Gardens foster feelings of awe for nature, and they are great for experiential learning. Such are the adventures in many of our Little Green Thumbs classrooms.
At Weinlos School, the children decided to plant some sunflower seeds that a student had brought in. Surprise! It turns out that the flowers are monsters that claim a good portion of the grow light to themselves. The plants are about 150 cm tall! The lovely flowers will hopefully develop into tasty seeds the students can enjoy.
Harvest is an exciting time, and many Grade 3 students at École Greenfield had not eaten a lot of salad before growing their own greens in the garden. The class harvested lettuce, kale and Swiss chard, then added Caesar dressing and croutons. Their teacher reported that: “Everyone LOVED it and said how delicious it was. They were so proud that they had grown the salad we were eating!”
Another adventure is brewing at St. Francis of Assisi School. The students planted seeds from pumpkins they carved for Halloween. Now they have both an orange and white variety of pumpkins growing. The two plants have slightly different growth habits; while one is trailing on the ground, the other is more upright and bushy. The huge leaves and flowers are impressive and we look forward to seeing how they develop.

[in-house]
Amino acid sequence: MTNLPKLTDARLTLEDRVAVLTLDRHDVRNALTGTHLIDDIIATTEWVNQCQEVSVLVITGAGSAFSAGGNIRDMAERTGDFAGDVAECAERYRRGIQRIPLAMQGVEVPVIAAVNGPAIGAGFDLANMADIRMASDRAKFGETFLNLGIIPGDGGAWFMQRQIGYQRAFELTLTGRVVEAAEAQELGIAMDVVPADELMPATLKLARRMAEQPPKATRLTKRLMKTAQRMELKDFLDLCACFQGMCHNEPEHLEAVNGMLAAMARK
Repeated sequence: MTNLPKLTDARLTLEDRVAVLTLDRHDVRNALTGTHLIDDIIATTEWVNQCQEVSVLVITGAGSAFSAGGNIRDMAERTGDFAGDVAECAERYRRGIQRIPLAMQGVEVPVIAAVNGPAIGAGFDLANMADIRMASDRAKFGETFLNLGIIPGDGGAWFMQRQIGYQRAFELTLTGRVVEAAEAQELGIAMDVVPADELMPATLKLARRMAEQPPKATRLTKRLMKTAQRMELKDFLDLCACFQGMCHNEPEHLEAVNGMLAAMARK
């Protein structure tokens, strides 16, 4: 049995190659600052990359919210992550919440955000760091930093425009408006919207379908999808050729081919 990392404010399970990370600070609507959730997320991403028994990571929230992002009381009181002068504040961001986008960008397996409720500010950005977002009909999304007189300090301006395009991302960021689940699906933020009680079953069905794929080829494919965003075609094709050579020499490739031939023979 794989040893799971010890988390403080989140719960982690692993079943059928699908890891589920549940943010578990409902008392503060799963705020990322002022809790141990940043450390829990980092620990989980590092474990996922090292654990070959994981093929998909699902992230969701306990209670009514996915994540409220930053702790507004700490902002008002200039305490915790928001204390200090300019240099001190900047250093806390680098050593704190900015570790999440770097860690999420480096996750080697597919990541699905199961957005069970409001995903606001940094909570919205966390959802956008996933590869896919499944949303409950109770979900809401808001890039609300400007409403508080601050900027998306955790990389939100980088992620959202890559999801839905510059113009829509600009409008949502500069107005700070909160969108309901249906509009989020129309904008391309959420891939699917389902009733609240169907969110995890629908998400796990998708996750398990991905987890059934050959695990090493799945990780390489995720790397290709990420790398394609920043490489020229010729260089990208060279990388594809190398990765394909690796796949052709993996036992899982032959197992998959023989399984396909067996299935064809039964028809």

Gardens also present many challenges or learning opportunities. On occasion, pests such as aphids or spider mites seem to appear out of nowhere. It pays to spend time observing the plants and scouting for trouble. Unlike an outdoor garden, winter indoor gardens do not have the benefit of predatory insects helping to control pests. In many cases, soapy water and rubbing the critters off with a gentle hand will help. Other times, we need to admit a little setback and start again or take joy in the crops that succeed. As with other things in life, persistence eventually pays off!